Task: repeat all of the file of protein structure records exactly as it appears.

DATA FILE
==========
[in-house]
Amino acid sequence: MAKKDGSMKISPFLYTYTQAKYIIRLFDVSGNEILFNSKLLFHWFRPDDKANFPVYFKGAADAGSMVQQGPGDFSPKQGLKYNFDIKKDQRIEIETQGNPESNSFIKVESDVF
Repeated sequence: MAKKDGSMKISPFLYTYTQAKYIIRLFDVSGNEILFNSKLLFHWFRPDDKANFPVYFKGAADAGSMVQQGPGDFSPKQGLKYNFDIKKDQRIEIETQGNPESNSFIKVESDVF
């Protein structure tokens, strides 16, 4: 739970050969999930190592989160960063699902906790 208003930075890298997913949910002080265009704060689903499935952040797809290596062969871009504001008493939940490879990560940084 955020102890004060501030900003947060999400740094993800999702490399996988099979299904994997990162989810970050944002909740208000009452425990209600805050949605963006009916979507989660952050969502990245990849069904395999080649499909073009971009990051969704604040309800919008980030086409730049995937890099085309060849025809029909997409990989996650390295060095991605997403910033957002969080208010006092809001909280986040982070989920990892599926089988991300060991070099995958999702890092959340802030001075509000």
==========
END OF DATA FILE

[in-house]
Amino acid sequence: MAKKDGSMKISPFLYTYTQAKYIIRLFDVSGNEILFNSKLLFHWFRPDDKANFPVYFKGAADAGSMVQQGPGDFSPKQGLKYNFDIKKDQRIEIETQGNPESNSFIKVESDVF
Repeated sequence: MAKKDGSMKISPFLYTYTQAKYIIRLFDVSGNEILFNSKLLFHWFRPDDKANFPVYFKGAADAGSMVQQGPGDFSPKQGLKYNFDIKKDQRIEIETQGNPESNSFIKVESDVF
């Protein structure tokens, strides 16, 4: 739970050969999930190592989160960063699902906790 208003930075890298997913949910002080265009704060689903499935952040797809290596062969871009504001008493939940490879990560940084 955020102890004060501030900003947060999400740094993800999702490399996988099979299904994997990162989810970050944002909740208000009452425990209600805050949605963006009916979507989660952050969502990245990849069904395999080649499909073009971009990051969704604040309800919008980030086409730049995937890099085309060849025809029909997409990989996650390295060095991605997403910033957002969080208010006092809001909280986040982070989920990892599926089988991300060991070099995958999702890092959340802030001075509000």